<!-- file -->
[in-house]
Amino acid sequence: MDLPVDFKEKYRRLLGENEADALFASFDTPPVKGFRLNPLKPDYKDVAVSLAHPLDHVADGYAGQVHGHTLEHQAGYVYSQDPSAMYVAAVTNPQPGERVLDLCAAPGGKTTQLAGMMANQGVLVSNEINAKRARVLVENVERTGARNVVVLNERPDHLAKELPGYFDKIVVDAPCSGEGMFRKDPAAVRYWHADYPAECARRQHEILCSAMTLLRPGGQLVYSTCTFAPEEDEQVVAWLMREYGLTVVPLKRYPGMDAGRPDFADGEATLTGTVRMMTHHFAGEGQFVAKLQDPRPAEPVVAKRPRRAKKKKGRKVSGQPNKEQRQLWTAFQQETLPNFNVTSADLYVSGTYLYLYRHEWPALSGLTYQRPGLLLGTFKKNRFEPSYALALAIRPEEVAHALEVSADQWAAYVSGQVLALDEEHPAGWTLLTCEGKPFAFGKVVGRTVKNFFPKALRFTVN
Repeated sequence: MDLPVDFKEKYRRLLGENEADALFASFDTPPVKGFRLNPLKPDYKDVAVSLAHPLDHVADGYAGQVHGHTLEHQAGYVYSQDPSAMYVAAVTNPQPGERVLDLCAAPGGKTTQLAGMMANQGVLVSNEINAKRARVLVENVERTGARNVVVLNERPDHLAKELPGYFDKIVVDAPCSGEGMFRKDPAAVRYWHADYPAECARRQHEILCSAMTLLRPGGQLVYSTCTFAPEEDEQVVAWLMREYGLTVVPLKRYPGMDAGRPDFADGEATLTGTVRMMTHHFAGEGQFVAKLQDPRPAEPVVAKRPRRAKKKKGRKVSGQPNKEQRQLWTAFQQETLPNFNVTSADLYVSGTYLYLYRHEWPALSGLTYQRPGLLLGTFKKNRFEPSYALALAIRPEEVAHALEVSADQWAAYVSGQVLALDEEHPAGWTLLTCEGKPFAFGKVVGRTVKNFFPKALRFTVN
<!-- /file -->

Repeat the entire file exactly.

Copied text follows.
[in-house]
Amino acid sequence: MDLPVDFKEKYRRLLGENEADALFASFDTPPVKGFRLNPLKPDYKDVAVSLAHPLDHVADGYAGQVHGHTLEHQAGYVYSQDPSAMYVAAVTNPQPGERVLDLCAAPGGKTTQLAGMMANQGVLVSNEINAKRARVLVENVERTGARNVVVLNERPDHLAKELPGYFDKIVVDAPCSGEGMFRKDPAAVRYWHADYPAECARRQHEILCSAMTLLRPGGQLVYSTCTFAPEEDEQVVAWLMREYGLTVVPLKRYPGMDAGRPDFADGEATLTGTVRMMTHHFAGEGQFVAKLQDPRPAEPVVAKRPRRAKKKKGRKVSGQPNKEQRQLWTAFQQETLPNFNVTSADLYVSGTYLYLYRHEWPALSGLTYQRPGLLLGTFKKNRFEPSYALALAIRPEEVAHALEVSADQWAAYVSGQVLALDEEHPAGWTLLTCEGKPFAFGKVVGRTVKNFFPKALRFTVN
Repeated sequence: MDLPVDFKEKYRRLLGENEADALFASFDTPPVKGFRLNPLKPDYKDVAVSLAHPLDHVADGYAGQVHGHTLEHQAGYVYSQDPSAMYVAAVTNPQPGERVLDLCAAPGGKTTQLAGMMANQGVLVSNEINAKRARVLVENVERTGARNVVVLNERPDHLAKELPGYFDKIVVDAPCSGEGMFRKDPAAVRYWHADYPAECARRQHEILCSAMTLLRPGGQLVYSTCTFAPEEDEQVVAWLMREYGLTVVPLKRYPGMDAGRPDFADGEATLTGTVRMMTHHFAGEGQFVAKLQDPRPAEPVVAKRPRRAKKKKGRKVSGQPNKEQRQLWTAFQQETLPNFNVTSADLYVSGTYLYLYRHEWPALSGLTYQRPGLLLGTFKKNRFEPSYALALAIRPEEVAHALEVSADQWAAYVSGQVLALDEEHPAGWTLLTCEGKPFAFGKVVGRTVKNFFPKALRFTVN